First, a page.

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Why Not Innovation?

Jim Correll, director Fab Lab ICC at Independence Community College, Independence Kansas 

I’m not fond of the idea of paying big money to retail consultants and branding experts to come into a city, telling us all the things we need to do to be prosperous.  They pretty much tell us things we already know or could come up with if we sat around a table at a brainstorming session.   

One of the things nearly all of them say is “You have to figure out what you want to be known for.  What is it that will make your city a destination?”  Cities come up with all kinds of ideas, many based on historical figures or events with which they’ve had some success in the past in attracting visitors.  There are usually other nice attractions in each city and the debate goes on about which one should become “the one thing” for which the city is known. 

The experts stir up the pot, getting everyone discussing what “the one thing” should be and then they leave town to go into the next town to do the same thing.  There are a couple of problems with this approach to choosing “the one thing”.  First, with every passing generation, interest in the historical figures and events will wane.  While it is sad (and perhaps a topic for another time), by and large youth don’t realize the value of history as a great teacher in how to stay out of future trouble.  So, they don’t care so much about the historical attractions.  Second, once chosen, how are the rest of us supposed to go about our daily lives supporting how “the one thing” can attract more interest?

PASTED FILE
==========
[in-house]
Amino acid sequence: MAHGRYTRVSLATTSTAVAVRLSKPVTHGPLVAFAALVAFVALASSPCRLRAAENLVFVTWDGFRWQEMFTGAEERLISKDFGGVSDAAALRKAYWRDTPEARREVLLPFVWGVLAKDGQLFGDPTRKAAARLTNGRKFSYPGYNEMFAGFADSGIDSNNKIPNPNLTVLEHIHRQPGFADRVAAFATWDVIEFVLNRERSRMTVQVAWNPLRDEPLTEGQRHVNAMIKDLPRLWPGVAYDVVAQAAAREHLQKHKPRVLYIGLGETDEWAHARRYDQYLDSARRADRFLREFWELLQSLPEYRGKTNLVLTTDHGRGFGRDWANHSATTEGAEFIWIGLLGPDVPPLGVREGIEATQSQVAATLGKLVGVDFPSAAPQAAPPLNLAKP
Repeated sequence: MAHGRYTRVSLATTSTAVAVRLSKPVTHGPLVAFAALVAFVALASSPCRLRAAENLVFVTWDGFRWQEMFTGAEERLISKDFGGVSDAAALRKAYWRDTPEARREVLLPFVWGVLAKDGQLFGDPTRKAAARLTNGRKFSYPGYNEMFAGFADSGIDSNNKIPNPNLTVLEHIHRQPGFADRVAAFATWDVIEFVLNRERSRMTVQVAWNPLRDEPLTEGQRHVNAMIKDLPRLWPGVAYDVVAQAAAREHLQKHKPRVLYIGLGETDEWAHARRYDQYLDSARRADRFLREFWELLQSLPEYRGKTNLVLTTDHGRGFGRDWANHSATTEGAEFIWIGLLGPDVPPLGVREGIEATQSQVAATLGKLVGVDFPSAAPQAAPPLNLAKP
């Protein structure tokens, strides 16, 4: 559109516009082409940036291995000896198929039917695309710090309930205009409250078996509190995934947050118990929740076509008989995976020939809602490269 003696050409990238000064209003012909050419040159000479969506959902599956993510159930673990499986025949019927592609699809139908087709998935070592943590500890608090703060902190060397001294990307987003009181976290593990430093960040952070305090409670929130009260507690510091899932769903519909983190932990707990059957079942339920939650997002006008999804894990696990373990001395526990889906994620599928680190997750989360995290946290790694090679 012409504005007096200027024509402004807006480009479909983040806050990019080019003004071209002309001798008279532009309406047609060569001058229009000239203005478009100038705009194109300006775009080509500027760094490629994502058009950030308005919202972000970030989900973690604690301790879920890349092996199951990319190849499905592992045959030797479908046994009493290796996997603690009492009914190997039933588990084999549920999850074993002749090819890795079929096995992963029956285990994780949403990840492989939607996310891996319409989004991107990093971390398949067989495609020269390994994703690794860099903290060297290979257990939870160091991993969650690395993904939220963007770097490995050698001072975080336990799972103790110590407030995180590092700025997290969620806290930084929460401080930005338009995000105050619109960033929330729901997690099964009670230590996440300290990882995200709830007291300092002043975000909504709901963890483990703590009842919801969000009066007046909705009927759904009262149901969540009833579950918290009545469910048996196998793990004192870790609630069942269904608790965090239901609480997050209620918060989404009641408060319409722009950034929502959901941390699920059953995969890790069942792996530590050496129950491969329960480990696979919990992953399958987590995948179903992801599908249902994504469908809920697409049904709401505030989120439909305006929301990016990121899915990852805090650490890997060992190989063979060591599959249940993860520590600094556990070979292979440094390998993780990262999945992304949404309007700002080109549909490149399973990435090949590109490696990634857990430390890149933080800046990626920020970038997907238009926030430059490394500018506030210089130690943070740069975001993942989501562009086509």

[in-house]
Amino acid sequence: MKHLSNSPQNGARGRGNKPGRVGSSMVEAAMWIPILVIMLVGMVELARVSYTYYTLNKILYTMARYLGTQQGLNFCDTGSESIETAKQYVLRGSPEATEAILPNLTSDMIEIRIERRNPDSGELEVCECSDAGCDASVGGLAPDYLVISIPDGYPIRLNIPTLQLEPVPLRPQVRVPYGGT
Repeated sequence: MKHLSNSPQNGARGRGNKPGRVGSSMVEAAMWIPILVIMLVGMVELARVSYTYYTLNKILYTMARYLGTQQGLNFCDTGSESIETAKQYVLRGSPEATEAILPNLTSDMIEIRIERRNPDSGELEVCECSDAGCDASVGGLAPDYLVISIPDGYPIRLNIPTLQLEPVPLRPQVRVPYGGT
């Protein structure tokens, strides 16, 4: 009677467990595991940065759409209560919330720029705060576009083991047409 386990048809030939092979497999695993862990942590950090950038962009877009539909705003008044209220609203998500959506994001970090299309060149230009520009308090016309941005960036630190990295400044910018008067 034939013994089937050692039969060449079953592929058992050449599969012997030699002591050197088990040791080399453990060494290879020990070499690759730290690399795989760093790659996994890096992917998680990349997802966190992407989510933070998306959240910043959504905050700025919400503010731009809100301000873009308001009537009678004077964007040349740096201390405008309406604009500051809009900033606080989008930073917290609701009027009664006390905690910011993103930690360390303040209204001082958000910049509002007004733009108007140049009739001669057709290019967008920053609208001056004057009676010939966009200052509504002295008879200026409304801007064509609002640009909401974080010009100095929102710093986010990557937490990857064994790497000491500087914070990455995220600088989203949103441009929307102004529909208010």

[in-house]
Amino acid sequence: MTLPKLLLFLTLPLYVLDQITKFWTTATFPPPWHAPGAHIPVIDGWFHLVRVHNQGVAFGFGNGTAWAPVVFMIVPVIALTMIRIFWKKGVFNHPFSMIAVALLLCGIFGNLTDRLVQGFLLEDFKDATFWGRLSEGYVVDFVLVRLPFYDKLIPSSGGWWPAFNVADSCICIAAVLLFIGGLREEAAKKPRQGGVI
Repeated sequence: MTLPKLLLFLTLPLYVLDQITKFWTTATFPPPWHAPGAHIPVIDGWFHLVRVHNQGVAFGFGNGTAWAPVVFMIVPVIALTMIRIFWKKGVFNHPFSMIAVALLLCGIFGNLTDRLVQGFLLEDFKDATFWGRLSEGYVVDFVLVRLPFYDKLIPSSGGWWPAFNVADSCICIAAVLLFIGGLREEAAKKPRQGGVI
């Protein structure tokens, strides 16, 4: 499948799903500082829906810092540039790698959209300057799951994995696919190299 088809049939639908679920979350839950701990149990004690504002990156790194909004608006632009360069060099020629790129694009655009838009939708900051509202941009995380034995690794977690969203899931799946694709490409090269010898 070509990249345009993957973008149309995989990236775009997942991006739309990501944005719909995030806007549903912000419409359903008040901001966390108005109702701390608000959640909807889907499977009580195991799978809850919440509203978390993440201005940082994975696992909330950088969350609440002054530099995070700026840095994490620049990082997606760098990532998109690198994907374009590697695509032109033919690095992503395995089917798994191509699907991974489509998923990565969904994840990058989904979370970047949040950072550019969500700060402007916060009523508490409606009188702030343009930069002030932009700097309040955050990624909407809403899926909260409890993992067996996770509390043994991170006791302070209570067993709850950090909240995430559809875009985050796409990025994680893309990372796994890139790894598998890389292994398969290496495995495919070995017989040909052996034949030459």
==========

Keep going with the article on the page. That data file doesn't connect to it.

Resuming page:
But wait.  What if we made innovation “the one thing”?  What, if instead of a parochial city by city approach we made innovation “the one thing” for a whole region?  That’s pretty much what Northwest Arkansas has done and it’s one of the hottest regional economies in the United States.  The people there have learned that a culture of innovation can make the whole region become a destination. 

Everyone can support innovation and innovation will never become dated.  Companies that innovate continuously not only stay viable in their markets, but in themselves become destinations for new workers and related suppliers or even competitors to move into the area.  Historical attractions can innovate to find new ways to be relevant to each generation of youth; interactive displays that blend the lessons of history with very effective and exciting experiential learning.  Schools can become innovative in the way they help students learn.  Local governments can be innovative in the way they serve their constituents as customers. 

Innovation provides the “one thing” attraction while allowing all the segments of a regional economy to contribute in their own way.  A region “where innovation happens” attracts tourists, residents and new businesses to the region because they want be where the action is. 

Jim Correll is the director of Fab Lab ICC at the Center for Innovation and Entrepreneurship on the campus of Independence Community College. He can be reached at (620) 252-5349, by email at jcorrell@indycc.edu or Twitter @jimcorrellks.  


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